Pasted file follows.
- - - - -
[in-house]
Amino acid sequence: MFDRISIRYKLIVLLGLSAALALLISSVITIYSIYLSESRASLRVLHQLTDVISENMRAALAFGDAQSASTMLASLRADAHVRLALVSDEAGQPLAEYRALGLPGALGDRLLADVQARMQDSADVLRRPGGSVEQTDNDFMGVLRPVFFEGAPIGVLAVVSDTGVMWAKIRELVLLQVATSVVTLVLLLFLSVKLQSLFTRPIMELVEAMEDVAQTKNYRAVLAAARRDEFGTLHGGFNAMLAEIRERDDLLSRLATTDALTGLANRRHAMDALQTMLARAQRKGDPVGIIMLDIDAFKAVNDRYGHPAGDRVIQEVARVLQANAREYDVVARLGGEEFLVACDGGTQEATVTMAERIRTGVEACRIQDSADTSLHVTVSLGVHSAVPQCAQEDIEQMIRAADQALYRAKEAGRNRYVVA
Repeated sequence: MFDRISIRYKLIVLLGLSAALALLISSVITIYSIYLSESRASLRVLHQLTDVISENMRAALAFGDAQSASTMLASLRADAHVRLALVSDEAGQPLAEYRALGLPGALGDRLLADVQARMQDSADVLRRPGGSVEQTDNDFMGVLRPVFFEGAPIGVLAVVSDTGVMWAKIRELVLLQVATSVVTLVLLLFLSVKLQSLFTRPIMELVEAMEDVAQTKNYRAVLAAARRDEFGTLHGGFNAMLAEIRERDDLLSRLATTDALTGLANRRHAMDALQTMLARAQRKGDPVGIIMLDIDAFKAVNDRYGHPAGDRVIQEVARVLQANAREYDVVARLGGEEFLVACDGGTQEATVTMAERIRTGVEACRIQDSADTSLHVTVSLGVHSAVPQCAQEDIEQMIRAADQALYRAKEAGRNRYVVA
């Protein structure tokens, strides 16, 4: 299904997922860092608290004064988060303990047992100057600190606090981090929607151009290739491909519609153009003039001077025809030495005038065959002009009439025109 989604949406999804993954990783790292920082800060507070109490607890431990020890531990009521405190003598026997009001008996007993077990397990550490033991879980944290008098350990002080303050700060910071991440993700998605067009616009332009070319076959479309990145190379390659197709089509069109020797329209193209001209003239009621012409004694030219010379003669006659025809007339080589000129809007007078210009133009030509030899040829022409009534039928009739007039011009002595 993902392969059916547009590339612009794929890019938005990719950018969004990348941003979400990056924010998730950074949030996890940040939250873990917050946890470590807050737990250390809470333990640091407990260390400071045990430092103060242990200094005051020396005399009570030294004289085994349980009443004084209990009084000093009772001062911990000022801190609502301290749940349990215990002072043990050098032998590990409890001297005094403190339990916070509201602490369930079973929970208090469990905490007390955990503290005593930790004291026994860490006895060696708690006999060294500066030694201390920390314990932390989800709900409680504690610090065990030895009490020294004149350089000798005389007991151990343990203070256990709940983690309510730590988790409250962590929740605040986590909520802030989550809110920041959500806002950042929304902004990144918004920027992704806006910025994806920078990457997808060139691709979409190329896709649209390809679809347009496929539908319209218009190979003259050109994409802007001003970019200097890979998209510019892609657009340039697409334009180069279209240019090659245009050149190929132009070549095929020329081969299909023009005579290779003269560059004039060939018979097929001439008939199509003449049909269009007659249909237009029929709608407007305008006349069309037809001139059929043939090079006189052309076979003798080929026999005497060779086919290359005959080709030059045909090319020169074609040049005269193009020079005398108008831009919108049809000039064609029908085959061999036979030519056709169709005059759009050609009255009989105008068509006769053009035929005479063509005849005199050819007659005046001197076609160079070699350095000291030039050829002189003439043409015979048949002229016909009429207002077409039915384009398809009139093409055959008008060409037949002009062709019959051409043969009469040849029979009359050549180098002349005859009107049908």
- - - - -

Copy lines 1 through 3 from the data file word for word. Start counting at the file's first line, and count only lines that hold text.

[in-house]
Amino acid sequence: MFDRISIRYKLIVLLGLSAALALLISSVITIYSIYLSESRASLRVLHQLTDVISENMRAALAFGDAQSASTMLASLRADAHVRLALVSDEAGQPLAEYRALGLPGALGDRLLADVQARMQDSADVLRRPGGSVEQTDNDFMGVLRPVFFEGAPIGVLAVVSDTGVMWAKIRELVLLQVATSVVTLVLLLFLSVKLQSLFTRPIMELVEAMEDVAQTKNYRAVLAAARRDEFGTLHGGFNAMLAEIRERDDLLSRLATTDALTGLANRRHAMDALQTMLARAQRKGDPVGIIMLDIDAFKAVNDRYGHPAGDRVIQEVARVLQANAREYDVVARLGGEEFLVACDGGTQEATVTMAERIRTGVEACRIQDSADTSLHVTVSLGVHSAVPQCAQEDIEQMIRAADQALYRAKEAGRNRYVVA
Repeated sequence: MFDRISIRYKLIVLLGLSAALALLISSVITIYSIYLSESRASLRVLHQLTDVISENMRAALAFGDAQSASTMLASLRADAHVRLALVSDEAGQPLAEYRALGLPGALGDRLLADVQARMQDSADVLRRPGGSVEQTDNDFMGVLRPVFFEGAPIGVLAVVSDTGVMWAKIRELVLLQVATSVVTLVLLLFLSVKLQSLFTRPIMELVEAMEDVAQTKNYRAVLAAARRDEFGTLHGGFNAMLAEIRERDDLLSRLATTDALTGLANRRHAMDALQTMLARAQRKGDPVGIIMLDIDAFKAVNDRYGHPAGDRVIQEVARVLQANAREYDVVARLGGEEFLVACDGGTQEATVTMAERIRTGVEACRIQDSADTSLHVTVSLGVHSAVPQCAQEDIEQMIRAADQALYRAKEAGRNRYVVA